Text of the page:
Timmy Trumpet and Savage – Freaks (2014)
Forget about your love life for a sec, what’s happening in the club? A massive hook, a thumping bass, a build and then the payoff. So, just the usual: why not add trumpets? Australian DJ Timmy Trumpet hooked up with New Zealand hip hop star Savage (Demetrius Savelio) and they kept it simple and stuck to their shtick. Savage uses his gravelly voice to challenge freaks who enjoy brass instrumentation to “get out on the floor”, and they quickly RSVP. ‘Freaks’ hit No.1 in New Zealand in August 2014, made No.3 on the Australian pop chart and was the Ministry of Sound’s highest-selling single of all time. It was big in the European clubs too, charting in Poland, Hungary, Sweden France and Belgium. (‘Freaks’ eventually went triple platinum in New Zealand.) It’s a club song that grabbed the mainstream and before your brain could process what was going on, your hands were in the air. The horn riff shall never leave you. Hopefully it inspired a new generation of brass players, but more likely it inspired a new generation of bedroom DJs.
Avalanche City – Inside Out (2015)
What a video for the mid noughties. An angelic-faced boy, beautiful native bush and wild deer. An airborne threat hovers over his world. It feels like an off-cut from a survivalist feature film. Did director Chris Lane intuit the hysterical mood of the coming decade, or is it just a metaphor for “break ups really suck”? It works both ways. ‘Inside Out’ was the sole local No.1 on the New Zealand pop charts for 2015 and it stayed in the charts for months, eventually reaching platinum status. The quiet, heartbroken song rests on a delicate hook and some pretty devastating lyrics (“so I’m cleaning out the back seat and getting my stuff”). Dave Baxter avoided the usual cliché of break-up lyrics by delving into mundane detail. It’s not over-written, and he lets the guitar hook, bass and brass (not trumpets! No!) make the song. A quiet plea: could he please write a song for Jackie Thomas? Nature was a prime inspiration for Baxter’s second album We Are For The Wild Places and Baxter added ‘Inside Out’ as a “last minute inclusion”. Great snap decision Dave, go with them more.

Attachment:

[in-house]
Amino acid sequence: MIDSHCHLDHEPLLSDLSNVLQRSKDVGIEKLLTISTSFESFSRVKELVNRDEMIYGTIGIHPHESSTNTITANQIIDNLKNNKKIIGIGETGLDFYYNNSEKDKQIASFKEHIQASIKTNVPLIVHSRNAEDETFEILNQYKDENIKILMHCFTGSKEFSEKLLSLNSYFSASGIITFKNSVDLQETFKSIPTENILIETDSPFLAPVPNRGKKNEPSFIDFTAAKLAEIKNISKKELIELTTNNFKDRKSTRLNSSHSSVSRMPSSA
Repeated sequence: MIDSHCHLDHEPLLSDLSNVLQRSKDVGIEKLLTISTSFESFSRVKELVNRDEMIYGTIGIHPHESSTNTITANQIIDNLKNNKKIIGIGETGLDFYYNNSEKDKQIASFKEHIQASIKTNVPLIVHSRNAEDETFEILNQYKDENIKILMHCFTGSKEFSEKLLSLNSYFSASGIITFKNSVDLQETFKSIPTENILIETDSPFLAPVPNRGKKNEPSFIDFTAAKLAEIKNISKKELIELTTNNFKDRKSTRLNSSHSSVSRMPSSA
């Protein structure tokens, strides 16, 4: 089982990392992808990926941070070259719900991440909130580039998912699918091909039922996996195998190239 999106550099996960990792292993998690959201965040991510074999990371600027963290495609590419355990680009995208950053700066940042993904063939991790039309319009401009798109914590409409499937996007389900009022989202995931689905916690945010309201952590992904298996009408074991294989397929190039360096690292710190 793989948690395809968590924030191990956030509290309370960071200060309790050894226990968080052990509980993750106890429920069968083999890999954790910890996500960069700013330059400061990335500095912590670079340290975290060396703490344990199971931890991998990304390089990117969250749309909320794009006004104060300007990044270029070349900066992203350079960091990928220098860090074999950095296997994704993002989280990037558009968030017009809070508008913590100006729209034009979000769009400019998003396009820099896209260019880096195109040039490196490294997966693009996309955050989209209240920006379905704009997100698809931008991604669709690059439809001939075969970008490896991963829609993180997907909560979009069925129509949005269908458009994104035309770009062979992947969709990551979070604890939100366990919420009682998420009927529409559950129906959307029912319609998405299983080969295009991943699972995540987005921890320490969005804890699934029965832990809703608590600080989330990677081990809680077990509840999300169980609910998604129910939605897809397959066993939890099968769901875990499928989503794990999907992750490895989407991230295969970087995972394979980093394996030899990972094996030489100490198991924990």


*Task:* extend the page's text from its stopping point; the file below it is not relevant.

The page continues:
Lorde – Green Light (2017)
Lorde teased out the first single from her feverishly anticipated second album in true superstar fashion. ‘Green Light’ hit No.1 in New Zealand soon after its release in March, 2017. In the space between ‘Royals’ igniting the pop world and the official release of ‘Green Light’, Ella Yelich-O’Connor had become a bona fide big deal. She’d ticked off most pop milestones – the cover of Rolling Stone, playing Letterman and cracking the States – but she’d also left her teens and had been attempting to enjoy a private life as Star with One Name. For Melodrama Ella partnered up with eclectic pop producer Jack Antonoff and explored mixing her signature sound with club influences. We’re again dealing with heartbreak and, like Baxter, Ella knows what details to pick: “she thinks you like the beach you’re such a damn liar”. Visually and sonically Ella opens the song in familiar territory, staring down the camera, her voice dominating sparse chords. So far, so familiar, but then the feted “house piano” comes thumping in, and Lorde reveals her real purpose: to dance. Anyone who’s seen Lorde live knows her “no choreography, no worries!” style of unabashed body slamming is a key part of her appeal. Her 2013 videos focus on her face, but in director Grant Singer’s ‘Green Light’ video she’s on the move: a purple flash of hair, hips and hands and watch out, New York. As morning breaks around her, Lorde ends our dance through another New Zealand decade of hits with one final stare. I think she’ll be okay.